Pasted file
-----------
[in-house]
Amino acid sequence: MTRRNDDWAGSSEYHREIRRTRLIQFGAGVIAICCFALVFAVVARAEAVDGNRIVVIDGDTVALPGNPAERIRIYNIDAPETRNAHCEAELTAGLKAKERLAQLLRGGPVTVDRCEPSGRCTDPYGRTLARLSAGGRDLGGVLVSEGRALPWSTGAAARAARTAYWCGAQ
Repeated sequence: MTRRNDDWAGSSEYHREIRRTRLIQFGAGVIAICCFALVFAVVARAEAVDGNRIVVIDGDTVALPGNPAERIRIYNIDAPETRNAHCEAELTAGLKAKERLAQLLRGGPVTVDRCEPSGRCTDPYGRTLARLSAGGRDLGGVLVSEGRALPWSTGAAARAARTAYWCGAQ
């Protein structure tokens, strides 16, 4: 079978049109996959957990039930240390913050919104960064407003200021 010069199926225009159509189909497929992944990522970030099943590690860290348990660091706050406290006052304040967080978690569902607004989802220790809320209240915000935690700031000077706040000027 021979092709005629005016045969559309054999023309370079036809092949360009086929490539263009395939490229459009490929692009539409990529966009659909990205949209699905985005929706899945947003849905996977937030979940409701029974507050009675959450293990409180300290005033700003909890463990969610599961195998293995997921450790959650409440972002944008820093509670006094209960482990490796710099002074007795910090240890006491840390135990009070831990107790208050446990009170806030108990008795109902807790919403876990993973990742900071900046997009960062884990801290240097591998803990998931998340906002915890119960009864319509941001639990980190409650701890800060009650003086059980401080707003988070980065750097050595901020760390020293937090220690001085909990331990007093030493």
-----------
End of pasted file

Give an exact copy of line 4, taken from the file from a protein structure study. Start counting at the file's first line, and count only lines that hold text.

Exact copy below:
């Protein structure tokens, strides 16, 4: 079978049109996959957990039930240390913050919104960064407003200021 010069199926225009159509189909497929992944990522970030099943590690860290348990660091706050406290006052304040967080978690569902607004989802220790809320209240915000935690700031000077706040000027 021979092709005629005016045969559309054999023309370079036809092949360009086929490539263009395939490229459009490929692009539409990529966009659909990205949209699905985005929706899945947003849905996977937030979940409701029974507050009675959450293990409180300290005033700003909890463990969610599961195998293995997921450790959650409440972002944008820093509670006094209960482990490796710099002074007795910090240890006491840390135990009070831990107790208050446990009170806030108990008795109902807790919403876990993973990742900071900046997009960062884990801290240097591998803990998931998340906002915890119960009864319509941001639990980190409650701890800060009650003086059980401080707003988070980065750097050595901020760390020293937090220690001085909990331990007093030493």